Homily for Divine Mercy Sunday Year A (2)

Homily for Divine Mercy Sunday Year A

Theme: The Grace of Mercy

By: Fr. Benny Tuazon

 

Homily for Sunday April 19 2020

(Jn. 20:19-31) Second Sunday of Easter, Divine Mercy Sunday

In today’s Gospel we have the story of the apostle Thomas who registered his doubt, initially, on the testimony of the other apostles about the visit of the risen Jesus where they were hiding. When Jesus re-appeared, Thomas confronted his doubt. Jesus obliged to the requirement of Thomas to believe only if he could see and touch the mark of the nails in His hands and put his finger inside His side. Having seen and touched, Thomas exclaimed, “My Lord and my God!” Finally, he believed Jesus as the Messiah and one who is divine. And Jesus capped the meeting with the statement, “Because you have seen Me, have you believed? Blessed are they who did not see, and yet believed.”

Blessedness is not having ample riches, power, fame, or anything worldly. Blessedness is defined by our relationship with God. Therefore, blessedness is having faith in God. This faith is not determined by proof. For if there is proof, then faith is useless. One need not see in order to believe. In fact, in faith, it is the other way around; to believe is to see. When we have faith, we will see. That was what Thomas lacked. While having touched Jesus’ nail marks and inserted his finger in the side wound of Jesus made him believe, it was a gradually developing and maturing faith. The experience overwhelmed Thomas. But we all know that after the “awe rush”, Thomas will again be faced with the mystery.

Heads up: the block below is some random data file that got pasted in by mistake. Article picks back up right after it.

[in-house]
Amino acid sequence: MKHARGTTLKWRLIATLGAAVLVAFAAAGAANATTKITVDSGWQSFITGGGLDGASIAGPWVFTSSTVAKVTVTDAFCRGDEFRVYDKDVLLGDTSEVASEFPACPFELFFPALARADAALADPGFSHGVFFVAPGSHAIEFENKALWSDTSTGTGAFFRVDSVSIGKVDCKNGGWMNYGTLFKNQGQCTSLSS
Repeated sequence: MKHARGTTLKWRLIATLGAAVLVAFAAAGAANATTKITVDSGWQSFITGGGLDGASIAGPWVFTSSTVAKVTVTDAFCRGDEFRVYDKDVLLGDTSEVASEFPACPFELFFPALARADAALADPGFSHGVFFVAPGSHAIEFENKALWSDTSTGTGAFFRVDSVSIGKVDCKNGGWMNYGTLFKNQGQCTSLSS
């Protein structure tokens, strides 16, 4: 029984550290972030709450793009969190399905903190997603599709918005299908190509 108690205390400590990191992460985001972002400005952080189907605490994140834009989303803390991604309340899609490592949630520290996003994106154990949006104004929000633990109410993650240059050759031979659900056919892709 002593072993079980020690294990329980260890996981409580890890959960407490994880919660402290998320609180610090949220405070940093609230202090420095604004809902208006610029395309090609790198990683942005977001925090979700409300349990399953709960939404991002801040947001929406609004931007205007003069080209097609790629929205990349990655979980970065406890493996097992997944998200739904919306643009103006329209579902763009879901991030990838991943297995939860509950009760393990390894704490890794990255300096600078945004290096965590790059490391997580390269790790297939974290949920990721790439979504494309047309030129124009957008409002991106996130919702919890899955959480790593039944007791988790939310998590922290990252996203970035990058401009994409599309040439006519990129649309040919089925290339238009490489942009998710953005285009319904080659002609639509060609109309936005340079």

Today is also Divine Mercy Sunday. When the risen Jesus appeared before the apostles, His first greeting was, “Peace be with you!” It was not just a simple “hello” or “hi” or “how are you?” It was a greeting of mercy, not only to the apostles but to humanity. Peace, Shalom, is a “complete peace. “It is a feeling of contentment, completeness, wholeness, well being and harmony.” Thus, it is a kind or reconciliation. Jesus had completed the act of reconciling man with God and God with man. It started in the Incarnation, when God, through the Son, became man. “Peace on Earth” was the message of the angel. Mercy was what men needed. Mercy was what God gave.

We thank God for this great grace of mercy. We deserved penances for our sins. We should be punished for our unfaithfulness. We must suffer for our guilt. Yet, God preferred mercy.

It means being freed from the consequences of our unworthiness after having been forgiven. God just wanted us to be reconnected with Him. He desires our humility. He is prodigal with His love and mercy. But it does not end there. Just like with the adulterous woman, let us hear Jesus telling us, “Go and sin no more!”